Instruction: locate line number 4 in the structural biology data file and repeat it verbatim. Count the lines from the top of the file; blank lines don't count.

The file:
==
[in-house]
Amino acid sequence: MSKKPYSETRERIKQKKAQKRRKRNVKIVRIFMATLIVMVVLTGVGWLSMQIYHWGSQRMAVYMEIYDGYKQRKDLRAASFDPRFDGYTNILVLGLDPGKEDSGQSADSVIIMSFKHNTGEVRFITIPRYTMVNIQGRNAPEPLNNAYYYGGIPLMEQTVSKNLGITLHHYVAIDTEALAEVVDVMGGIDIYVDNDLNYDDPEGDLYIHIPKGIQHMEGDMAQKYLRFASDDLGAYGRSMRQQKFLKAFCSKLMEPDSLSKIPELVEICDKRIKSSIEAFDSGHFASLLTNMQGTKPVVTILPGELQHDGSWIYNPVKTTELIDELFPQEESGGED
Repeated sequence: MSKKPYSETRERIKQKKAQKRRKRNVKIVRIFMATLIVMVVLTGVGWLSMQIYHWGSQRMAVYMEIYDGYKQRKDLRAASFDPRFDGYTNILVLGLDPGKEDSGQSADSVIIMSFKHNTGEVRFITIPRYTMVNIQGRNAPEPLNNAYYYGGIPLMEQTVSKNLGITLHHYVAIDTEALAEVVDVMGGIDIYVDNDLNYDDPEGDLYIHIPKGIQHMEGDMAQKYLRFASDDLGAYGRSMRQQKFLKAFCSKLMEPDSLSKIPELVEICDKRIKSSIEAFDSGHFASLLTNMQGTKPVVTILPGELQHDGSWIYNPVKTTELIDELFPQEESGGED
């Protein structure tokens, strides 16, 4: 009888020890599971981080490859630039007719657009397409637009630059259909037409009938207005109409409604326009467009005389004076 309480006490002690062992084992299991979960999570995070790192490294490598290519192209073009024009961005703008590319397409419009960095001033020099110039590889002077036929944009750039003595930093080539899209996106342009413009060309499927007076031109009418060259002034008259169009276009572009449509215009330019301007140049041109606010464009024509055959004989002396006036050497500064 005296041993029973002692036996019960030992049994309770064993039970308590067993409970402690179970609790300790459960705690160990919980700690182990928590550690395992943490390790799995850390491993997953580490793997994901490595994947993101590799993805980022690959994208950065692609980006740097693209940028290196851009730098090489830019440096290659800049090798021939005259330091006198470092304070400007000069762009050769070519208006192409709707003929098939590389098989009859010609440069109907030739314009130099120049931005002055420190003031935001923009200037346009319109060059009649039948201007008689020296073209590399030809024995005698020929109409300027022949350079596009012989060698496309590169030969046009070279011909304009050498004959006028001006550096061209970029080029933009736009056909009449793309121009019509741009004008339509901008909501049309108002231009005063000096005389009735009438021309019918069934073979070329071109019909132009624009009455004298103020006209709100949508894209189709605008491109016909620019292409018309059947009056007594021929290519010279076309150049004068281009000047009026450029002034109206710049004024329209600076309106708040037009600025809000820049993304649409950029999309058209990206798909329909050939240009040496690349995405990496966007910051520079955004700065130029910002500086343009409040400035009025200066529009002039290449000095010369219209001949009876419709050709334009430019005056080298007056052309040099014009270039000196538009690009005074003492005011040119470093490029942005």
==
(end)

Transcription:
């Protein structure tokens, strides 16, 4: 009888020890599971981080490859630039007719657009397409637009630059259909037409009938207005109409409604326009467009005389004076 309480006490002690062992084992299991979960999570995070790192490294490598290519192209073009024009961005703008590319397409419009960095001033020099110039590889002077036929944009750039003595930093080539899209996106342009413009060309499927007076031109009418060259002034008259169009276009572009449509215009330019301007140049041109606010464009024509055959004989002396006036050497500064 005296041993029973002692036996019960030992049994309770064993039970308590067993409970402690179970609790300790459960705690160990919980700690182990928590550690395992943490390790799995850390491993997953580490793997994901490595994947993101590799993805980022690959994208950065692609980006740097693209940028290196851009730098090489830019440096290659800049090798021939005259330091006198470092304070400007000069762009050769070519208006192409709707003929098939590389098989009859010609440069109907030739314009130099120049931005002055420190003031935001923009200037346009319109060059009649039948201007008689020296073209590399030809024995005698020929109409300027022949350079596009012989060698496309590169030969046009070279011909304009050498004959006028001006550096061209970029080029933009736009056909009449793309121009019509741009004008339509901008909501049309108002231009005063000096005389009735009438021309019918069934073979070329071109019909132009624009009455004298103020006209709100949508894209189709605008491109016909620019292409018309059947009056007594021929290519010279076309150049004068281009000047009026450029002034109206710049004024329209600076309106708040037009600025809000820049993304649409950029999309058209990206798909329909050939240009040496690349995405990496966007910051520079955004700065130029910002500086343009409040400035009025200066529009002039290449000095010369219209001949009876419709050709334009430019005056080298007056052309040099014009270039000196538009690009005074003492005011040119470093490029942005």